Why should we care about pastoral literature? The love songs of its melancholy shepherds don’t seem particularly useful for negotiating the contingencies of real human relationships, not to mention the fragmentation and alienation of the late capitalist world. And its idyllic landscapes filled with brooks and groves and green pastures come off as a pathetic fantasy compared to the world we live in, one that is choked with polluted waters, largely deforested, and overtaken by industrial monoculture farming. In this context, the pastoral world and its communities seem like nothing more than an irresponsible delusion.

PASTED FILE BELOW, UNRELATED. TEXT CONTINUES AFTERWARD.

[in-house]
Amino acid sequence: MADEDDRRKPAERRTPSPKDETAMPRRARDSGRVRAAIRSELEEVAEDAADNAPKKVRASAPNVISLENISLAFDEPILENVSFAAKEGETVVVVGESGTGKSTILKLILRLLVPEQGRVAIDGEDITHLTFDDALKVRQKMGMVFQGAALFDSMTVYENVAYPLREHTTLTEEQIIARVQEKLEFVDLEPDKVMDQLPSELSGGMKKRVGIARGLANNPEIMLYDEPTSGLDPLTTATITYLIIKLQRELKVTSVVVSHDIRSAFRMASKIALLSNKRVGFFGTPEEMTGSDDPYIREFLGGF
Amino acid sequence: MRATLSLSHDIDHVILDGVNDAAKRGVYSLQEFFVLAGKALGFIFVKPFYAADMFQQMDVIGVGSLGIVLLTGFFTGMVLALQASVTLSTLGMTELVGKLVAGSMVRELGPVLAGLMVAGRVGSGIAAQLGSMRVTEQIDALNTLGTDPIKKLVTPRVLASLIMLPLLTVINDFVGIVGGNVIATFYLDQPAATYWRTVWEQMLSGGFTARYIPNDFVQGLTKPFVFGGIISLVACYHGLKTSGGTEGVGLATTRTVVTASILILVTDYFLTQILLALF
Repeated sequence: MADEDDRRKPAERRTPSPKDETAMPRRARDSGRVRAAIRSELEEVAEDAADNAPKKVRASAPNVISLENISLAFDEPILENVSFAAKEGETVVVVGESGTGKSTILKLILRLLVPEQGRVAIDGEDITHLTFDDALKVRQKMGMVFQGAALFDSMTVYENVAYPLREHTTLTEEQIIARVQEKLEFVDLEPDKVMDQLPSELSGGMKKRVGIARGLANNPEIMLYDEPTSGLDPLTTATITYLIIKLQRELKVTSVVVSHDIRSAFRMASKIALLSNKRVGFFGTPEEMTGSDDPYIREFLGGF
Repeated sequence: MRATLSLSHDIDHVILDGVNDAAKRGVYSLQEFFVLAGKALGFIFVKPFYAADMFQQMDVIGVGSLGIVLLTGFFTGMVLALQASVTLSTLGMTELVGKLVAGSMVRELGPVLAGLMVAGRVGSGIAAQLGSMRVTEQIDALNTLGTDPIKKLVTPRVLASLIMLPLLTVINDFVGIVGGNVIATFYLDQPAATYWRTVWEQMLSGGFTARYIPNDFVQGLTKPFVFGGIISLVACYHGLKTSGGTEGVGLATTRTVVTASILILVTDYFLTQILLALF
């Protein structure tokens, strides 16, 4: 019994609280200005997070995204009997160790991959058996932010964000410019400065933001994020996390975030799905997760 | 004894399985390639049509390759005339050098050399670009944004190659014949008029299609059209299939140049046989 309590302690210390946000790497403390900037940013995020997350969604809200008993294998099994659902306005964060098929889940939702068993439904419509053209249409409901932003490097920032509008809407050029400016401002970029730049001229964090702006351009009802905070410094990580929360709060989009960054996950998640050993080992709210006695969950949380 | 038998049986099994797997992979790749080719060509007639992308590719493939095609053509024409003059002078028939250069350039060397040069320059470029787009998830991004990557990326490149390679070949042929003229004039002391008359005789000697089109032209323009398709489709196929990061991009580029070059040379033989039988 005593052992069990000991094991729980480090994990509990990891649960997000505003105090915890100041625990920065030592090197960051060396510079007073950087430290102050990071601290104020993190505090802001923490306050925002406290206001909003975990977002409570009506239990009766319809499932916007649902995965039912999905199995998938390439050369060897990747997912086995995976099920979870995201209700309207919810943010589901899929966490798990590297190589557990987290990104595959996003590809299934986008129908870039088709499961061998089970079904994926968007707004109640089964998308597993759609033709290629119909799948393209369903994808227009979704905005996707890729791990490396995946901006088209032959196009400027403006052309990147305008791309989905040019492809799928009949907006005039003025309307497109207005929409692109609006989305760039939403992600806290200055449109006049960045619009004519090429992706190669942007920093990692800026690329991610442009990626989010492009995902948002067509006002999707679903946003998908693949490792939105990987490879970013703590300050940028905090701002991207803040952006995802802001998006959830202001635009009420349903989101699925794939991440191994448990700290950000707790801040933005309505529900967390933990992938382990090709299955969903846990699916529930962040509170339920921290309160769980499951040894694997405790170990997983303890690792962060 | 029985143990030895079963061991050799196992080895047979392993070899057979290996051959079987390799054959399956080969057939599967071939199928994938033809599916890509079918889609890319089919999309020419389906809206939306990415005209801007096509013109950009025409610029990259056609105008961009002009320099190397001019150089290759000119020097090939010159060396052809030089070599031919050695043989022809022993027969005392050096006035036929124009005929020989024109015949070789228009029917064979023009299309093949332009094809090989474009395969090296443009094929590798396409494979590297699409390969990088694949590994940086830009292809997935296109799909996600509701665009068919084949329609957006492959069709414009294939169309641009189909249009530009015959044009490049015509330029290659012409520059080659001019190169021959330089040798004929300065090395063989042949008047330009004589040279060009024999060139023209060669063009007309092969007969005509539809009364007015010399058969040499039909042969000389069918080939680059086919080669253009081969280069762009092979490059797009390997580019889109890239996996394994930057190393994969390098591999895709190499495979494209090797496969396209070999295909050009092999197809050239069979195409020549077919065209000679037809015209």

But just as the impersonalized motifs of environmental degradation threaten to blind us to the fragility and complexity of the ecologies that surround us, the stereotypes of pastoral belie its diversity and its attention to the connections between the human and the natural world. The artificial environments and self-conscious speech of the pastoral are compelling when seen as a matrix through which to examine our own constructed and increasingly virtual world, a world populated with synthetic human bodies everyday denatured by toxins and plastics and pharmaceuticals.